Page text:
The Crows have a long, and profitable, history of co-headlining tours. The band previously has shared the stage and top spot on the marquee with John Mayer and Live. Theoretically, the benefit from these bills comes from having two fan bases mingle to create one giant, uber-crowd. That's what makes these doubleheaders so appealing to Duritz.

"I want to play to a full house every night. That's kind of all I want," the singer says. "I don't care whether I am the headliner or the co-headliner or the opening act of the two, like we were with Mayer, or the closing, like we are this summer. To me, the big deal is that I want a full house."

Intriguingly, Duritz says it's not that important whether scads of Counting Crows fans are in the crowd. To the contrary, he says, the band stands to benefit the most when it plays in front of an audience that is unfamiliar with the Counting Crows.

"My feeling is that you put us onstage, especially in front of people who don't necessarily know us, we will do nothing but good for ourselves because we can play," Duritz says. "We will dump our hearts onstage and we will leave it all there and fans are attracted to that.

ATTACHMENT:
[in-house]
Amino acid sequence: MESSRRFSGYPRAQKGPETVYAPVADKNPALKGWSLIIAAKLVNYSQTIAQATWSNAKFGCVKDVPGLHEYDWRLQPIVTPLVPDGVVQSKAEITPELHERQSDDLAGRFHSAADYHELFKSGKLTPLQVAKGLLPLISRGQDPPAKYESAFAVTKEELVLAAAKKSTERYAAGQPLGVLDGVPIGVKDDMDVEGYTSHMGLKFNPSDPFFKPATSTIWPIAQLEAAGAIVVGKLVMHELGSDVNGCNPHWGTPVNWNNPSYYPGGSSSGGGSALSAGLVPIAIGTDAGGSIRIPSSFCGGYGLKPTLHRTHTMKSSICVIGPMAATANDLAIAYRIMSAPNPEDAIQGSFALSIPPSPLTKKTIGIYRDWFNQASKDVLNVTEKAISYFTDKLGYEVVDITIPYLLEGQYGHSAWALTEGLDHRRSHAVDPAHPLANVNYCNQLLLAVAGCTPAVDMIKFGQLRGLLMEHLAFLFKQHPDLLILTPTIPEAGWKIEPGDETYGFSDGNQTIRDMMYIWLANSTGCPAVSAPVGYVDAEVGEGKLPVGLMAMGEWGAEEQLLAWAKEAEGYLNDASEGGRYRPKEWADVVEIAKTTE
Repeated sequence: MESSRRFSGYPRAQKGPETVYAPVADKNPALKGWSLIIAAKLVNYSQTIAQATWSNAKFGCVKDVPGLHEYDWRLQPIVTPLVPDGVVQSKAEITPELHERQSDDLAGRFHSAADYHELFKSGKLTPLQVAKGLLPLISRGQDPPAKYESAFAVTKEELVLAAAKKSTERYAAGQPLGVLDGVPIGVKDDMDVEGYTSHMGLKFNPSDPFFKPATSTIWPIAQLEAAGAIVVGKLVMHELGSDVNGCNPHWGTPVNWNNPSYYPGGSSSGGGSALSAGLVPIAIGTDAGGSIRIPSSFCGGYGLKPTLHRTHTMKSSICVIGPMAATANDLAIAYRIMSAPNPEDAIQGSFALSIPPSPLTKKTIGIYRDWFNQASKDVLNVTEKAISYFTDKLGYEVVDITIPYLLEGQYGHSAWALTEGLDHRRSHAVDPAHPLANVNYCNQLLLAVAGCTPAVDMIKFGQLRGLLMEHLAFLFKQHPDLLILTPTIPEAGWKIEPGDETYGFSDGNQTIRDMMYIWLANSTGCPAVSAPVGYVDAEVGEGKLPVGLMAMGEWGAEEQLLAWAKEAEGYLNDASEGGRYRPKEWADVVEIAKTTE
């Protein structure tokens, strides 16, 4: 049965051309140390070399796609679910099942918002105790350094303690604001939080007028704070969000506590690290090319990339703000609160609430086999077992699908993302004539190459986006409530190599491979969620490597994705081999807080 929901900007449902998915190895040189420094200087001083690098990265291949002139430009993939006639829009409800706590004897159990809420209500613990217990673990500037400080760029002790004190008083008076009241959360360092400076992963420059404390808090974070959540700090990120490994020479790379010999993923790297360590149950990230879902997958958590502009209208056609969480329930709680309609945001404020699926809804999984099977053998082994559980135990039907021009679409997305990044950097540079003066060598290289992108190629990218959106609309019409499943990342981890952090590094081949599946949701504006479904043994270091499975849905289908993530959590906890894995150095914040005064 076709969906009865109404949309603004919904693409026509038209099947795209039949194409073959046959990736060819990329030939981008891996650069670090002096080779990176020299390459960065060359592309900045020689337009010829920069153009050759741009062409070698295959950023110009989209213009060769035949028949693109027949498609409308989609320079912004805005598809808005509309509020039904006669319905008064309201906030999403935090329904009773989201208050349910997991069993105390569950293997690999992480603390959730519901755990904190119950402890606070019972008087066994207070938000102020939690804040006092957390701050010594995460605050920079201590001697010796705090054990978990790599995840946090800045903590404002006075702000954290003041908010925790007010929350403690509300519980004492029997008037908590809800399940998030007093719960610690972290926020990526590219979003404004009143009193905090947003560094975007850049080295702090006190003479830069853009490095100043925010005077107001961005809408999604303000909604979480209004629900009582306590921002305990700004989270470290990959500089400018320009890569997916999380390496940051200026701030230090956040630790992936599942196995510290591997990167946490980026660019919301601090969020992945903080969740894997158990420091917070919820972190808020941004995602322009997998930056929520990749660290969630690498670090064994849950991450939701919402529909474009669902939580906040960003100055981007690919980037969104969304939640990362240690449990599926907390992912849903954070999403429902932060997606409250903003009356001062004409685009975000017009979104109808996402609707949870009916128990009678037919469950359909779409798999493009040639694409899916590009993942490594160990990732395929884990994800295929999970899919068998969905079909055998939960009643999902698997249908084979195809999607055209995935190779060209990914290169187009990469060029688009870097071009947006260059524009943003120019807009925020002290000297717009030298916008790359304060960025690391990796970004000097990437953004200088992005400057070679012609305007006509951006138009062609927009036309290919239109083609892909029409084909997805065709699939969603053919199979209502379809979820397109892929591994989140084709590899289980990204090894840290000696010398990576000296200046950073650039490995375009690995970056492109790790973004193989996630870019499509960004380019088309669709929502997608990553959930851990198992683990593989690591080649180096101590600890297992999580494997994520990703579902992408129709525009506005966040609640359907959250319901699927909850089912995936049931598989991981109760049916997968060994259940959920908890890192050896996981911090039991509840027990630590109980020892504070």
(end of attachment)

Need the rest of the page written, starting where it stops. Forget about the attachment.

"My favorite gig is when we play festivals in Europe, where we get 50,000 people. Nowadays, we are way higher up the bill on those big festivals, we are like the second or first band on the bill. But there were years when we were way down the bill and we had to go out there in front of 50,000 people who had no idea who we were. Then we'd kill it. It's the reason we are big in Europe."

Using the European continent as a conversational springboard, the vocalist addresses the band's new live album, "New Amsterdam: Live at Heineken Music Hall, February 6, 2003," which was released Tuesday. The album's title references the first lyric ("I was down at the New Amsterdam...") of the band's most famous song, "Mr. Jones."

Yet Duritz says that having a cute, marketable album title had nothing to do with why the band recorded the live record in Holland.

"It was just that that was the venue on that tour where we were playing three nights in a row," he says. "When you are recording or filming a concert, you want to play multiple nights."